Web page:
New parents and employees with children often struggle to meet the demands of full-time work and parenthood, especially when most households now have both parents working. Offering flexible work schedules, paid parental leave, and advance notice for schedule changes are just a few ways to create a healthier work environment.

    Infuse DEIB into all business practices 

    Instead of marginalizing DEIB into a small portion of your business, look at how management can infuse inclusivity into every aspect of the business. This will have a net positive impact on overall work culture and retention. Taking these initial steps will create a more inclusive and welcoming culture that retains employees and helps stem losses from The Great Resignation.

    Create psychological safety

    All employees need to feel safe enough to talk about any concerns or behavioral issues within the organization. Your HR team can work at the top levels of your company to cultivate an open and communicative culture that allows people to safely air their concerns. Start by putting in safeguards to prevent retaliatory behavior from feedback.

    Next, encourage managers to have weekly one-on-ones with their employees, and train them on how to provide constructive feedback consistently and well—instead of only when a problem pops up or it’s time for an annual performance review. When managers model this, employees will begin feeling safe enough to provide their own feedback as well. And when leaders begin sharing their own struggles and challenges, it can create more trust and a deeper level of psychological safety. This can also help your employees feel more valued and willing to contribute much-needed fresh ideas and perspectives.

    Provide mental health benefits

    It's one thing to say you support mental health at work, but providing tangible benefits to your employees is the best way to show your support in an effective way.

    One study found that 68% of Millennials and 81% of Gen Zers have left roles for mental health reasons, both voluntarily and involuntarily. It’s become critical to craft and communicate messaging from the top down to show that workplace mental health is just as much of a priority as physical health.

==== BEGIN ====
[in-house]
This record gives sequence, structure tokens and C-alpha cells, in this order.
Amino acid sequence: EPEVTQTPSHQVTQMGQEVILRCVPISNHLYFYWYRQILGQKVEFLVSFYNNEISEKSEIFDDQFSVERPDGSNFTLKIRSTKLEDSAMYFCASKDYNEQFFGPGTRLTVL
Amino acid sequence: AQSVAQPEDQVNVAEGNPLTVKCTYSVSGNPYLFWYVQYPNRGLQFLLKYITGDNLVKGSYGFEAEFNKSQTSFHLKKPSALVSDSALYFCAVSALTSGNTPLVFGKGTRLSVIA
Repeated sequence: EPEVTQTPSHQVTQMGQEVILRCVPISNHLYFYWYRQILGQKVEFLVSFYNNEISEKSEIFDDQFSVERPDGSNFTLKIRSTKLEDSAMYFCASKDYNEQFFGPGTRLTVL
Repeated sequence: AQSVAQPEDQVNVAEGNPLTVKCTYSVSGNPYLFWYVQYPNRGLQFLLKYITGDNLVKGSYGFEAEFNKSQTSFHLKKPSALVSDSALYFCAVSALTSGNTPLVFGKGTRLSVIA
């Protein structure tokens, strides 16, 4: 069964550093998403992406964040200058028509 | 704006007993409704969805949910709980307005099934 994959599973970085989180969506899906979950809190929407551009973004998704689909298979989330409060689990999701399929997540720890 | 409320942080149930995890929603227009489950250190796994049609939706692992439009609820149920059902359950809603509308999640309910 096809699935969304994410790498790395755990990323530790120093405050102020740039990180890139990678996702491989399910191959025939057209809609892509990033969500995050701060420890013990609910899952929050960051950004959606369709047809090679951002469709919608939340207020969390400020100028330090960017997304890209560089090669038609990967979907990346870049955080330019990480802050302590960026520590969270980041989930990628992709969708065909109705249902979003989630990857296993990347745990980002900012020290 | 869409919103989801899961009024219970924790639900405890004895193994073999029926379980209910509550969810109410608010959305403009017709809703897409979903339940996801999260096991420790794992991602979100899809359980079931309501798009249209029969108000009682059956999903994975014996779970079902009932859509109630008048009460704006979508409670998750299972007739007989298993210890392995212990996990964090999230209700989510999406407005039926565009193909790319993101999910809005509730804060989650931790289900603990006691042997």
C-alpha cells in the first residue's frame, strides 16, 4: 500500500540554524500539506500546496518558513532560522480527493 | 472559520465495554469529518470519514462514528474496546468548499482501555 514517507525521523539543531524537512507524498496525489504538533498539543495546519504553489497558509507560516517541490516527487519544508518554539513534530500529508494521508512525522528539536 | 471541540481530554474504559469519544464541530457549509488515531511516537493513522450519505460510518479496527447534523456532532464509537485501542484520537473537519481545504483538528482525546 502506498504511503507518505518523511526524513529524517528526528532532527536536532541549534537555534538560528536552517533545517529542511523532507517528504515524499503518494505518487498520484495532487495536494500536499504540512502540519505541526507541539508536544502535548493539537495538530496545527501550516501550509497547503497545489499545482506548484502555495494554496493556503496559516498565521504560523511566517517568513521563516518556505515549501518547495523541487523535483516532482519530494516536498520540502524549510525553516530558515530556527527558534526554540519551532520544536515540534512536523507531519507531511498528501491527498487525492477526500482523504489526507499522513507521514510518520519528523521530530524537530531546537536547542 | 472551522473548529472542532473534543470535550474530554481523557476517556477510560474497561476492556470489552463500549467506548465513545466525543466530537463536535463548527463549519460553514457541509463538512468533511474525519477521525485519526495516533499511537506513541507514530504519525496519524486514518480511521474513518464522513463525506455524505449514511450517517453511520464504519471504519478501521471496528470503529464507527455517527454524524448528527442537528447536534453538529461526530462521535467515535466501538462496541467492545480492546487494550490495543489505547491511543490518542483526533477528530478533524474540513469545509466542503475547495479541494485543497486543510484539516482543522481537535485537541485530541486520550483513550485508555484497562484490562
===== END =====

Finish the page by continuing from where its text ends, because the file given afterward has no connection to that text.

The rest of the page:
One easy way to do this is to provide paid time off for mental health days. HR and company leaders can also train managers on the best way to broach discussions of mental health issues with employees when appropriate.

    While managers should not try to discover, diagnose, or speculate on an employee's mental health conditions, they can provide access to mental health support with trained clinicians.

    Taking these steps will show your employees how much you value their mental wellbeing while creating a healthier work environment.

    A comprehensive mental health benefits package should include care that’s:

    • Precise. Employees who receive fast access to mental health support and get the right type of care for them at the right time are far more likely to experience positive benefits and results.
    • Personalized. While some employees may need help with medication management, others might need career coaching, cognitive behavioral therapy help, or specialized therapists. Providing a variety of tailored options will bring the best results.
    • Proven. Contact benefits health providers to gather data around their efficacy. How do these mental health benefits improve employee engagement? How long does it take employees on average to see a provider? Having these numbers in hand will help you make the most informed decision.

    Overall, providing quality mental health benefits for your employees has a proven return on investment—and is one of many ways to dismantle a toxic corporate culture.

    Employers who create a healthy work environment and prioritize the mental well-being of their employees are less likely to feel the pains of the Great Resignation and Reshuffle.

    By taking these steps to eliminate the elements of a toxic workplace, you can support your employees' mental health and improve your company's performance and retention.

    About the Author
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    Kris Kopac

    Kris is a writer and marketer based in Chicago. Kris specializes in subjects around HR, recruiting, and employee happiness.

    About the clinical reviewer